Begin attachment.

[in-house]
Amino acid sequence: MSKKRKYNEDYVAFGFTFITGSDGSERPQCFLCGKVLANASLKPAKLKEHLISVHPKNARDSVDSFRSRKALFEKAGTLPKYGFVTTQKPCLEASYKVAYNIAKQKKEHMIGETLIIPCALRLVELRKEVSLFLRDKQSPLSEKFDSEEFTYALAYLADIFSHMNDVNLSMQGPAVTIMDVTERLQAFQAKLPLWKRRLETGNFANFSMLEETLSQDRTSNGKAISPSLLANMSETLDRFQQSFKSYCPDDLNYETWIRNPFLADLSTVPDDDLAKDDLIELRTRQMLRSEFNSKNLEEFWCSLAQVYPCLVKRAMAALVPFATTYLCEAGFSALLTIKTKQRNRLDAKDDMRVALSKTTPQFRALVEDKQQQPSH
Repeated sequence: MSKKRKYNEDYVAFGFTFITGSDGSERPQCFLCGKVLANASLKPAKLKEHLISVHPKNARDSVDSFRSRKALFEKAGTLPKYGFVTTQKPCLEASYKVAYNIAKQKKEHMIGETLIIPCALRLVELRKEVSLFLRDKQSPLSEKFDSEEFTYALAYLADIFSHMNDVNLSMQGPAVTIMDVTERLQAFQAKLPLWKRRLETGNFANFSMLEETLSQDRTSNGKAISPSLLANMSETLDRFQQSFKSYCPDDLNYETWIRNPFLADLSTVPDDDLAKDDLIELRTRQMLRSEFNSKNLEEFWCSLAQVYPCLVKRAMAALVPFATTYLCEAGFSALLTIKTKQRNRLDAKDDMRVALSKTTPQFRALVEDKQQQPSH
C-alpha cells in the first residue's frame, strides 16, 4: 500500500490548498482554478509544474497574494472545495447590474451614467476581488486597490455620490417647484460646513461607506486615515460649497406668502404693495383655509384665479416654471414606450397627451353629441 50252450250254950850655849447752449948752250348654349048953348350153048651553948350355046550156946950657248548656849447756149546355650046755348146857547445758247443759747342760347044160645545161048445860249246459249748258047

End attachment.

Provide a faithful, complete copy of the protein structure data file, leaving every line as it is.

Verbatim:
[in-house]
Amino acid sequence: MSKKRKYNEDYVAFGFTFITGSDGSERPQCFLCGKVLANASLKPAKLKEHLISVHPKNARDSVDSFRSRKALFEKAGTLPKYGFVTTQKPCLEASYKVAYNIAKQKKEHMIGETLIIPCALRLVELRKEVSLFLRDKQSPLSEKFDSEEFTYALAYLADIFSHMNDVNLSMQGPAVTIMDVTERLQAFQAKLPLWKRRLETGNFANFSMLEETLSQDRTSNGKAISPSLLANMSETLDRFQQSFKSYCPDDLNYETWIRNPFLADLSTVPDDDLAKDDLIELRTRQMLRSEFNSKNLEEFWCSLAQVYPCLVKRAMAALVPFATTYLCEAGFSALLTIKTKQRNRLDAKDDMRVALSKTTPQFRALVEDKQQQPSH
Repeated sequence: MSKKRKYNEDYVAFGFTFITGSDGSERPQCFLCGKVLANASLKPAKLKEHLISVHPKNARDSVDSFRSRKALFEKAGTLPKYGFVTTQKPCLEASYKVAYNIAKQKKEHMIGETLIIPCALRLVELRKEVSLFLRDKQSPLSEKFDSEEFTYALAYLADIFSHMNDVNLSMQGPAVTIMDVTERLQAFQAKLPLWKRRLETGNFANFSMLEETLSQDRTSNGKAISPSLLANMSETLDRFQQSFKSYCPDDLNYETWIRNPFLADLSTVPDDDLAKDDLIELRTRQMLRSEFNSKNLEEFWCSLAQVYPCLVKRAMAALVPFATTYLCEAGFSALLTIKTKQRNRLDAKDDMRVALSKTTPQFRALVEDKQQQPSH
C-alpha cells in the first residue's frame, strides 16, 4: 500500500490548498482554478509544474497574494472545495447590474451614467476581488486597490455620490417647484460646513461607506486615515460649497406668502404693495383655509384665479416654471414606450397627451353629441 50252450250254950850655849447752449948752250348654349048953348350153048651553948350355046550156946950657248548656849447756149546355650046755348146857547445758247443759747342760347044160645545161048445860249246459249748258047